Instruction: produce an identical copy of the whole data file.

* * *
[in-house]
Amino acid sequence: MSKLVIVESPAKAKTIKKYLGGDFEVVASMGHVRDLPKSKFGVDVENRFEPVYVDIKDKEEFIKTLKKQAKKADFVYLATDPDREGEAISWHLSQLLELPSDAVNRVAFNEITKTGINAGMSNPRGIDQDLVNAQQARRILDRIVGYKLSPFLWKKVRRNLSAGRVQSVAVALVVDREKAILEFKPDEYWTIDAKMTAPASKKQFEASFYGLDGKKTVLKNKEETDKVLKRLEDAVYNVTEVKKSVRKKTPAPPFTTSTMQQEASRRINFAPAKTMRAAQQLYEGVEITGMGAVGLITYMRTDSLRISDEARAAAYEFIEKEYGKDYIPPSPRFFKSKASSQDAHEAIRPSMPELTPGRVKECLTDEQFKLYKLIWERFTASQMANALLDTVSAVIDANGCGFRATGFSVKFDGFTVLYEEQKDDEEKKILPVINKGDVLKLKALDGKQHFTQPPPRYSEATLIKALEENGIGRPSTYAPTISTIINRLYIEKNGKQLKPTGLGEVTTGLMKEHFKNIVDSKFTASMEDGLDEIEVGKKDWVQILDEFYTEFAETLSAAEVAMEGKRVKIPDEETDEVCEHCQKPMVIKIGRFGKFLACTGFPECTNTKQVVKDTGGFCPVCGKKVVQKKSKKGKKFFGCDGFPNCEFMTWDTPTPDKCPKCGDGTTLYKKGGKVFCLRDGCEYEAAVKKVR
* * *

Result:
[in-house]
Amino acid sequence: MSKLVIVESPAKAKTIKKYLGGDFEVVASMGHVRDLPKSKFGVDVENRFEPVYVDIKDKEEFIKTLKKQAKKADFVYLATDPDREGEAISWHLSQLLELPSDAVNRVAFNEITKTGINAGMSNPRGIDQDLVNAQQARRILDRIVGYKLSPFLWKKVRRNLSAGRVQSVAVALVVDREKAILEFKPDEYWTIDAKMTAPASKKQFEASFYGLDGKKTVLKNKEETDKVLKRLEDAVYNVTEVKKSVRKKTPAPPFTTSTMQQEASRRINFAPAKTMRAAQQLYEGVEITGMGAVGLITYMRTDSLRISDEARAAAYEFIEKEYGKDYIPPSPRFFKSKASSQDAHEAIRPSMPELTPGRVKECLTDEQFKLYKLIWERFTASQMANALLDTVSAVIDANGCGFRATGFSVKFDGFTVLYEEQKDDEEKKILPVINKGDVLKLKALDGKQHFTQPPPRYSEATLIKALEENGIGRPSTYAPTISTIINRLYIEKNGKQLKPTGLGEVTTGLMKEHFKNIVDSKFTASMEDGLDEIEVGKKDWVQILDEFYTEFAETLSAAEVAMEGKRVKIPDEETDEVCEHCQKPMVIKIGRFGKFLACTGFPECTNTKQVVKDTGGFCPVCGKKVVQKKSKKGKKFFGCDGFPNCEFMTWDTPTPDKCPKCGDGTTLYKKGGKVFCLRDGCEYEAAVKKVR